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In Mauritania, blogger sentenced to death for apostasy

This statement was originally published on cpj.org on 26 December 2014.

The Committee to Protect Journalists today condemned the death sentence handed down Wednesday to Mauritanian blogger Mohamed Cheikh Ould Mohamed on apostasy charges in connection to an article he published a year ago.

Mohamed was arrested on January 2, 2014, for his December 31, 2013, article, called "Religion, religiosity and craftsmen," which said that followers of Islam interpreted the religion according to circumstance. The article criticized Mauritania's caste system, an extremely delicate subject, Reuters reported.

In court, Mohamed said he had not intended to insult the Prophet Muhammad and had repented, according to news reports. However, the court proceeded to sentence him to death, a first on apostasy charges in Mauritania, the reports said.

Local news reports suggested there were political and religious motives behind the case. A fatwa was issued to kill Mohamed, and nationwide demonstrations led his family to denounce him and his lawyer to drop him. No other lawyer other than those assigned by the court then came forward to take up his case, the reports said.

"We call on authorities in Mauritania not to carry out this sentence," said Sherif Mansour, CPJ's Middle East and North Africa program coordinator. "Mohamed Cheikh Ould Mohamed should be freed and his safety protected."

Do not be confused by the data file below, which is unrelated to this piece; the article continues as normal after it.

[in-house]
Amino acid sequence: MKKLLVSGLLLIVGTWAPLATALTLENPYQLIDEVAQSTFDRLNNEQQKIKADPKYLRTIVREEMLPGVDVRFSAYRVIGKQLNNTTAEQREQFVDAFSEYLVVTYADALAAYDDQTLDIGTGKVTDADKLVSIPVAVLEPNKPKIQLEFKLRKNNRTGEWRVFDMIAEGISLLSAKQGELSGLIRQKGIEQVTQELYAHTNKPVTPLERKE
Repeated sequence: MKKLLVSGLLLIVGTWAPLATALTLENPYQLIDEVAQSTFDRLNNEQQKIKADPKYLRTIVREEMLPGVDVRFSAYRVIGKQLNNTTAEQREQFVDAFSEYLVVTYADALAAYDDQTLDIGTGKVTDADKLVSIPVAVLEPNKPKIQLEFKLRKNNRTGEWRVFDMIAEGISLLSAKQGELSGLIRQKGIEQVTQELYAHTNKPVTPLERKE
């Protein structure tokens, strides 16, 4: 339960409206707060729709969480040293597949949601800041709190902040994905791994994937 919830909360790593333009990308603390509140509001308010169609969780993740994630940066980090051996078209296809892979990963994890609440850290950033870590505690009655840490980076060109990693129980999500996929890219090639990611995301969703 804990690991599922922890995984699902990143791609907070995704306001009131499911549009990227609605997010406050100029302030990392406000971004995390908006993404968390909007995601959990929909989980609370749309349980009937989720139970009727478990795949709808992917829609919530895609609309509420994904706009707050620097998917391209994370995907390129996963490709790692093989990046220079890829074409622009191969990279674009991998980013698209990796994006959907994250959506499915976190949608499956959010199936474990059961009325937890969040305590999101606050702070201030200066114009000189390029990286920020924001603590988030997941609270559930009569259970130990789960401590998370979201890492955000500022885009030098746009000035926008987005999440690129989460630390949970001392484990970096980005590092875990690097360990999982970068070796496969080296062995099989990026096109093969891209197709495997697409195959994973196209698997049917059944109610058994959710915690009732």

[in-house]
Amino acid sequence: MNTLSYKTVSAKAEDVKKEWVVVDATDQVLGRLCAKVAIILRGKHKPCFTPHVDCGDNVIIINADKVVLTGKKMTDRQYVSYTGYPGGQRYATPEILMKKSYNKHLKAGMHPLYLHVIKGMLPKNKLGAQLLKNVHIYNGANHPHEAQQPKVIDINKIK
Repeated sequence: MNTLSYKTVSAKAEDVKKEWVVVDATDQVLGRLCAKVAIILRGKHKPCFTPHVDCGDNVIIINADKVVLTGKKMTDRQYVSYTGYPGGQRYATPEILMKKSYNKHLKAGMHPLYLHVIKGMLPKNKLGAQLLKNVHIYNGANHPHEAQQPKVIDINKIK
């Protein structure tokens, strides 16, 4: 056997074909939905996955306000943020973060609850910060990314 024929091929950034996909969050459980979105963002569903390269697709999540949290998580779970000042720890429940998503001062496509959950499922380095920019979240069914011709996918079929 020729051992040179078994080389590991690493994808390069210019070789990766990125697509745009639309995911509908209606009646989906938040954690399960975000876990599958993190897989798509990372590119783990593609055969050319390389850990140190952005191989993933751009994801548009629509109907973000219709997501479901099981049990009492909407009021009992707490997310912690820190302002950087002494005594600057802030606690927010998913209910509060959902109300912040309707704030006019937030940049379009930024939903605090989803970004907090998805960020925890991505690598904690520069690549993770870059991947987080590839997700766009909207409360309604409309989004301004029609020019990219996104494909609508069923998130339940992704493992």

The trial began Tuesday but was postponed to Wednesday by the judge after an altercation broke out in court when the prosecutor admitted to being a member of the caste that the blogger criticized in his article, according to news reports. Mohamed belongs to a lower social class.

Local news reports also said the trial was attended by several religious leaders who insisted on monitoring the proceedings to ensure Sharia law was carried out. When the defendant was brought to court, the crowd cheered "Allah Akbar," and then celebrated the verdict, according to the same reports.

News reports did not say whether the blogger would appeal. However, the defendant is eligible to be pardoned by the Supreme Court if his repentance is verified, according to article 306 of the Mauritanian penal code.

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